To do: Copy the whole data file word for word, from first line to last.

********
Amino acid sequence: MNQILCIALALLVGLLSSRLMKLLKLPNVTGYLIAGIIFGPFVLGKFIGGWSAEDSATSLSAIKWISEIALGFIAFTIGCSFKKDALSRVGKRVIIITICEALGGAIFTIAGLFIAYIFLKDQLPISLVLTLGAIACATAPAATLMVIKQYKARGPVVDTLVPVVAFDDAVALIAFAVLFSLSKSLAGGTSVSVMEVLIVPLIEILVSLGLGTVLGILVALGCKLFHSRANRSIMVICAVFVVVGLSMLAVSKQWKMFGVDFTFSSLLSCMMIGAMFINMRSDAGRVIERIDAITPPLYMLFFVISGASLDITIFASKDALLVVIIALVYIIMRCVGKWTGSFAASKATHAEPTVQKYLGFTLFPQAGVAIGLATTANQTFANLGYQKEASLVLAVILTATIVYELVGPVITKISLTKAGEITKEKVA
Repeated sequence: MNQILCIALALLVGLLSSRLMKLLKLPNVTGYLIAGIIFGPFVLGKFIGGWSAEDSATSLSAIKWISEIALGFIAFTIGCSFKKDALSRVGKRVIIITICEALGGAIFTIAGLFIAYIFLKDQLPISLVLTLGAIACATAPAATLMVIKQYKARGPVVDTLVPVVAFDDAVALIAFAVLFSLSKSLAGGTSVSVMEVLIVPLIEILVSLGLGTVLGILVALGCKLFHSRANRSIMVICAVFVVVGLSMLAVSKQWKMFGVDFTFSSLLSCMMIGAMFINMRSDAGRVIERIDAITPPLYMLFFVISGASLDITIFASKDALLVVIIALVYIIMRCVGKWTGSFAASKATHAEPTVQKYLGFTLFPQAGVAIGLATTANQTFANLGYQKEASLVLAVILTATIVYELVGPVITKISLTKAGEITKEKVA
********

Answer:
Amino acid sequence: MNQILCIALALLVGLLSSRLMKLLKLPNVTGYLIAGIIFGPFVLGKFIGGWSAEDSATSLSAIKWISEIALGFIAFTIGCSFKKDALSRVGKRVIIITICEALGGAIFTIAGLFIAYIFLKDQLPISLVLTLGAIACATAPAATLMVIKQYKARGPVVDTLVPVVAFDDAVALIAFAVLFSLSKSLAGGTSVSVMEVLIVPLIEILVSLGLGTVLGILVALGCKLFHSRANRSIMVICAVFVVVGLSMLAVSKQWKMFGVDFTFSSLLSCMMIGAMFINMRSDAGRVIERIDAITPPLYMLFFVISGASLDITIFASKDALLVVIIALVYIIMRCVGKWTGSFAASKATHAEPTVQKYLGFTLFPQAGVAIGLATTANQTFANLGYQKEASLVLAVILTATIVYELVGPVITKISLTKAGEITKEKVA
Repeated sequence: MNQILCIALALLVGLLSSRLMKLLKLPNVTGYLIAGIIFGPFVLGKFIGGWSAEDSATSLSAIKWISEIALGFIAFTIGCSFKKDALSRVGKRVIIITICEALGGAIFTIAGLFIAYIFLKDQLPISLVLTLGAIACATAPAATLMVIKQYKARGPVVDTLVPVVAFDDAVALIAFAVLFSLSKSLAGGTSVSVMEVLIVPLIEILVSLGLGTVLGILVALGCKLFHSRANRSIMVICAVFVVVGLSMLAVSKQWKMFGVDFTFSSLLSCMMIGAMFINMRSDAGRVIERIDAITPPLYMLFFVISGASLDITIFASKDALLVVIIALVYIIMRCVGKWTGSFAASKATHAEPTVQKYLGFTLFPQAGVAIGLATTANQTFANLGYQKEASLVLAVILTATIVYELVGPVITKISLTKAGEITKEKVA